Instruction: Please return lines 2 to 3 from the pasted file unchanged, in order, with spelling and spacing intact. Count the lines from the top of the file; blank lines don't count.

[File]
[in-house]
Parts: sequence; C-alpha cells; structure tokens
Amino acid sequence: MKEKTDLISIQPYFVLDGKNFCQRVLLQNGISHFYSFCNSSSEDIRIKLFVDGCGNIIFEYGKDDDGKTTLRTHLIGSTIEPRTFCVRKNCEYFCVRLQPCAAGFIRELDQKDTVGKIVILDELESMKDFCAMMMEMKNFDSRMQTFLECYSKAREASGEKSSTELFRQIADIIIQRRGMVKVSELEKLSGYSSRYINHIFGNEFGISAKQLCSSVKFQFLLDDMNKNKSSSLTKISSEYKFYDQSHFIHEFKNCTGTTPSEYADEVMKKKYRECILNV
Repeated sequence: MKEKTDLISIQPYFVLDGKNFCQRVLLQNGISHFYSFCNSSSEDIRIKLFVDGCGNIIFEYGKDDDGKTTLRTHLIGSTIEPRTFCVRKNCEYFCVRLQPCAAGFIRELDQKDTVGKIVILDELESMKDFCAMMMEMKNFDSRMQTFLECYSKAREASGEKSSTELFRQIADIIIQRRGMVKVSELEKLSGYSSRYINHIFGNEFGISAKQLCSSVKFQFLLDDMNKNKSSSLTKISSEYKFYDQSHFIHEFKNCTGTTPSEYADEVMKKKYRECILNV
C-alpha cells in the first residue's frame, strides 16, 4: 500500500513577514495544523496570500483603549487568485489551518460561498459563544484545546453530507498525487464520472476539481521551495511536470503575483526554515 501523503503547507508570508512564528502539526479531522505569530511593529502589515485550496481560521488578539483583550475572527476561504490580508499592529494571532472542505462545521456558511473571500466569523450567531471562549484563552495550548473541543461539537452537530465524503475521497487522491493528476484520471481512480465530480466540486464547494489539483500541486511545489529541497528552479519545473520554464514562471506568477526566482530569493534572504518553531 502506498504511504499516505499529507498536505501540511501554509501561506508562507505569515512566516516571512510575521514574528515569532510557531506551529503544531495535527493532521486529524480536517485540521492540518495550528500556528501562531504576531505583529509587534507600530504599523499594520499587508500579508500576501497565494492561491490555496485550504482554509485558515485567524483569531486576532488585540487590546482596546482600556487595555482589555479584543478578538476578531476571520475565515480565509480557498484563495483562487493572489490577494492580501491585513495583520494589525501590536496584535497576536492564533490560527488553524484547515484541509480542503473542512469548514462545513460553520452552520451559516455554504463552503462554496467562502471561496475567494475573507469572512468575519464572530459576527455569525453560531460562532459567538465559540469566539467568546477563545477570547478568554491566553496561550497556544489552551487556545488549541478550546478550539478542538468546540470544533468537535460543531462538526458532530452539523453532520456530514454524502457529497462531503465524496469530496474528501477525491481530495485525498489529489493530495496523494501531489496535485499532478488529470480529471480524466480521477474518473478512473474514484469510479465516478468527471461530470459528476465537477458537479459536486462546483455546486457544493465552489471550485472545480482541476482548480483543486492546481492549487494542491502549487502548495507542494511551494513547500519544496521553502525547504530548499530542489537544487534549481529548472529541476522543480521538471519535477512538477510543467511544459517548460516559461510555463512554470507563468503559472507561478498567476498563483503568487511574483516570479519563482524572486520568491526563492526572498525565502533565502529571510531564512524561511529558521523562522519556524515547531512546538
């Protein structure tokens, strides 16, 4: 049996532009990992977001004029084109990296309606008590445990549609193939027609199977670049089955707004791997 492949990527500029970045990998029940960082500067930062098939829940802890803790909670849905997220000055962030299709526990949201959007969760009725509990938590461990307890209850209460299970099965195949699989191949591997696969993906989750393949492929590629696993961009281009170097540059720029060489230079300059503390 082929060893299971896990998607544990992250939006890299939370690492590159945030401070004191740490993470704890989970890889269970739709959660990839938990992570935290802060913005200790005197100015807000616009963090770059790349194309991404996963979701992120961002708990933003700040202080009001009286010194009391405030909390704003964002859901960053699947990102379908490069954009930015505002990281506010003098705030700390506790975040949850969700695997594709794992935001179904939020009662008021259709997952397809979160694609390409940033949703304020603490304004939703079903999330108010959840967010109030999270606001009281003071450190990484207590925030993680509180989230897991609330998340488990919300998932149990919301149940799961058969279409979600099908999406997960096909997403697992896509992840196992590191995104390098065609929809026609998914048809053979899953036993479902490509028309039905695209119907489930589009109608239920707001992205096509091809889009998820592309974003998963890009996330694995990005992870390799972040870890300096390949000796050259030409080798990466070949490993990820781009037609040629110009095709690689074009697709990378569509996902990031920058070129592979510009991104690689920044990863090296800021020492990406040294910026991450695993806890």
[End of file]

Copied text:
Parts: sequence; C-alpha cells; structure tokens
Amino acid sequence: MKEKTDLISIQPYFVLDGKNFCQRVLLQNGISHFYSFCNSSSEDIRIKLFVDGCGNIIFEYGKDDDGKTTLRTHLIGSTIEPRTFCVRKNCEYFCVRLQPCAAGFIRELDQKDTVGKIVILDELESMKDFCAMMMEMKNFDSRMQTFLECYSKAREASGEKSSTELFRQIADIIIQRRGMVKVSELEKLSGYSSRYINHIFGNEFGISAKQLCSSVKFQFLLDDMNKNKSSSLTKISSEYKFYDQSHFIHEFKNCTGTTPSEYADEVMKKKYRECILNV